Thursday, March 24, 2005

DOING WELL BY DOING GOOD. But how well? NPR had something boring on this morning, so I flipped over to Don Imus, who was defending himself against this Wall Street Journal report on the Imus Ranch, in New Mexico.

According to the article, by Robert Frank, the ranch - a charity for children with cancer - spends an extraordinary amount of money given how few kids actually stay there. Imus's personal use of the ranch and tax-accounting practices have come under scrutiny as well.

Imus defended himself by saying he's been out in the open with this, and that he'd be happy to sit down and answer questions from New York attorney general Eliot Spitzer without a lawyer and without preconditions.

I don't know what to make of this. As the Journal story makes clear, Imus has done a lot of good. But the story bears watching.

DISABILITY AND LIFE. John B. Kelly has some thoughts on the Terri Schiavo case from a disability-rights perspective. It's smart and worth reading, though he seems to be stuck where I was a few days ago, not realizing that people who claim to have interacted with Schiavo are almost certainly lying to advance their own agendas.

The courts have ruled that she made her wishes known years ago, and those wishes are finally being carried out. The US Supreme Court has now refused to intervene. Next: Judge George Greer has to fend off Florida governor Jeb Bush.

NEW IN THIS WEEK'S PHOENIX. Why Michael Jackson's trial can't hold a bloody glove to O.J. Simpson's.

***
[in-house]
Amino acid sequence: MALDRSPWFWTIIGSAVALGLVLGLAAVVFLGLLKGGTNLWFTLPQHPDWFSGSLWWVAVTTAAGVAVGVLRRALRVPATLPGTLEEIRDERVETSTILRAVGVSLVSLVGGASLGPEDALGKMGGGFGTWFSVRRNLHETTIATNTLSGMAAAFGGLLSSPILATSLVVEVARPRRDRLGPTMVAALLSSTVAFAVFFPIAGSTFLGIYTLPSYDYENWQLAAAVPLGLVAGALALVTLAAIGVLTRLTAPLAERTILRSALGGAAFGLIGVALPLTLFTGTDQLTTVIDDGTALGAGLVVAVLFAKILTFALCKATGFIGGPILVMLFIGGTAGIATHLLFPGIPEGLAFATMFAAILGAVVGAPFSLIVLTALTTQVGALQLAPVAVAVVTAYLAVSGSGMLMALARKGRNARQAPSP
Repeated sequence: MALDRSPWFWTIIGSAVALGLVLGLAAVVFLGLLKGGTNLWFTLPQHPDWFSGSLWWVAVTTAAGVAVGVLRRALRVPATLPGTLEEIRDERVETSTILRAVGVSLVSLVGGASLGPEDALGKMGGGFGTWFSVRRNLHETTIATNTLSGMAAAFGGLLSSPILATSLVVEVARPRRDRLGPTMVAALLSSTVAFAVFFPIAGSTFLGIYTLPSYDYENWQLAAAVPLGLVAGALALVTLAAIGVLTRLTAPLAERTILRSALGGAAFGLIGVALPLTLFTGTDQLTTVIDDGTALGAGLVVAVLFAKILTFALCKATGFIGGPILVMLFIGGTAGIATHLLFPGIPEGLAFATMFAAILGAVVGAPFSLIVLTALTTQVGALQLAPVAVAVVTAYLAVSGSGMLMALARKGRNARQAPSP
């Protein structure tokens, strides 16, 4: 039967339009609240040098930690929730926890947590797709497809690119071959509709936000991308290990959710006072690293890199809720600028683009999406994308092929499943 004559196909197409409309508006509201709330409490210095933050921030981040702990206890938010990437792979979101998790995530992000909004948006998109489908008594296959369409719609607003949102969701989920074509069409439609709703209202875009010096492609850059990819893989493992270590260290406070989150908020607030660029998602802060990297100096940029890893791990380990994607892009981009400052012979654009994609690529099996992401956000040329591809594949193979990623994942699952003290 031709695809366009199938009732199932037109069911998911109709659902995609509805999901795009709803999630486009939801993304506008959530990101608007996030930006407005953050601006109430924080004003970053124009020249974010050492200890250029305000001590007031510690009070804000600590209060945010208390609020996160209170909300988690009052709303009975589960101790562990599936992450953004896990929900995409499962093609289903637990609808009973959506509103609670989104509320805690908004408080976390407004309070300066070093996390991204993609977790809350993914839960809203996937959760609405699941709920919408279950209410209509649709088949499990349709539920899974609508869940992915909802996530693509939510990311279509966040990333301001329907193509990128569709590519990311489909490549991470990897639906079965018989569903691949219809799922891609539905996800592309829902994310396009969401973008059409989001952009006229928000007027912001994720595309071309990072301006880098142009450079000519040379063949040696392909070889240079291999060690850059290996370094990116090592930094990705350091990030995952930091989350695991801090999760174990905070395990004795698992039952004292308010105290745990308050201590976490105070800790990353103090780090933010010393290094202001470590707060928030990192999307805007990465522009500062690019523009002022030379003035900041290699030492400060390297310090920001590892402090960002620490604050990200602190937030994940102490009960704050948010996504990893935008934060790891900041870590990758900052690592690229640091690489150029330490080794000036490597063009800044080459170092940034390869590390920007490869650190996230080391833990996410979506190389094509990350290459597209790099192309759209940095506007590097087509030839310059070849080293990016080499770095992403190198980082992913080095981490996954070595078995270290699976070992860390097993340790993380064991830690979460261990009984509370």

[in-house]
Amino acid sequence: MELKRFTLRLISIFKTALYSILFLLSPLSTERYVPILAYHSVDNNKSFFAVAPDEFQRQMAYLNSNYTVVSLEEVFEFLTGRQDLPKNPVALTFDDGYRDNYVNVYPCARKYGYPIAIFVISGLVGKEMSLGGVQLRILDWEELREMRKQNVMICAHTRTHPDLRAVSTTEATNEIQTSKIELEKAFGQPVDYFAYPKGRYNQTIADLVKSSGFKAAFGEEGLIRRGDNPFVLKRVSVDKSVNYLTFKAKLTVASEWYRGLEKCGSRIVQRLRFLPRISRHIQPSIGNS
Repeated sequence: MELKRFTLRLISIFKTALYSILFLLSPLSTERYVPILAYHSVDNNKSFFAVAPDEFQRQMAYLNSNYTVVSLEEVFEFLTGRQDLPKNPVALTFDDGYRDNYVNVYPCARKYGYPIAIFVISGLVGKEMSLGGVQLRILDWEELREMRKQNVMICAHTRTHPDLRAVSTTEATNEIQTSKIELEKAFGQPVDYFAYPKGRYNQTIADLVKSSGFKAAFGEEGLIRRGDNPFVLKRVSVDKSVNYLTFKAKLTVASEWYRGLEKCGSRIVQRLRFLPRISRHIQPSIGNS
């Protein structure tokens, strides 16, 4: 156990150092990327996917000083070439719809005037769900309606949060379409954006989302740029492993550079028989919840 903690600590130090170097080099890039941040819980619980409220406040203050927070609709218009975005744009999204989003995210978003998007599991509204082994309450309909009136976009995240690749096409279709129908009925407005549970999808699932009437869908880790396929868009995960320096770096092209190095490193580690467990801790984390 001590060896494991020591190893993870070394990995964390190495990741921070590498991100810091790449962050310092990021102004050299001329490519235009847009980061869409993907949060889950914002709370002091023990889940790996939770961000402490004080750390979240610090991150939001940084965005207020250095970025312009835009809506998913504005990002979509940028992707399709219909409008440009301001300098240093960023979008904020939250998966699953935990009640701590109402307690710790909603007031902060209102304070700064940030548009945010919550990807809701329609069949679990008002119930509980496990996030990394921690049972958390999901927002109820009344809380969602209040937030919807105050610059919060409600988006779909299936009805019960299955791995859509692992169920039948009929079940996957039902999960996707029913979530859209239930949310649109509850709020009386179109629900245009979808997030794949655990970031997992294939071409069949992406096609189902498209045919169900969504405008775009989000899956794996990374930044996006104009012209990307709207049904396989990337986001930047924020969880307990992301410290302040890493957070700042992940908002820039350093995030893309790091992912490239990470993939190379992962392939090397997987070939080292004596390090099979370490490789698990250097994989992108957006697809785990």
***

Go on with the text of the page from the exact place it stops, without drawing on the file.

Anonymous said...

Imus sells a lot of books for his guests. Reportedly, he puts the arm on those guests for "contributions" to the ranch. Dunno whether the WSJ mentioned that.

Anonymous said...

Imus sort of sets himself up as lightning rod... WSJ genuine press organ of GOP, so expect something - not from Spitzer.

Terri Schiavo case truly reflects poorly on US elected officials. Playing as continued decline of US around the world.

Rice got earful from Chinese who want more income from the US debt they hold - and they'll get it!

John Farrell said...

The courts have ruled that she made her wishes known years ago, and those wishes are finally being carried out.

True, Dan.

And yet...

You were right before.

Anonymous said...

If you have provided any reasons or support for your claims that everyone who says Terry Schiavo is cabable of some level of response and purposeful interaction is blatantly lying, I missed it?

As I said in more detail in my reply to your post of March 22nd, the fact that people disagree on the definition of a vegetative state and differ in their observations and interpretation of Terri's actions cannot in itself prove that anyone is lying. You've made some very strong accusations without backing them up.

I am having a hard time seeing how you made this huge leap in opinion from believing that Terri's family and friends are telling the truth (at least as they see it) to believing that all these people (and there are many of them) are blatantly lying for their own purposes.

Both sides have biases, agendas, and sources that can be discredited for one reason or another. Can you explain why you are suddenly assuming that the side which supports Terri's parents and caregivers is purposely and blatantly lying, and the other side is not?

Anonymous said...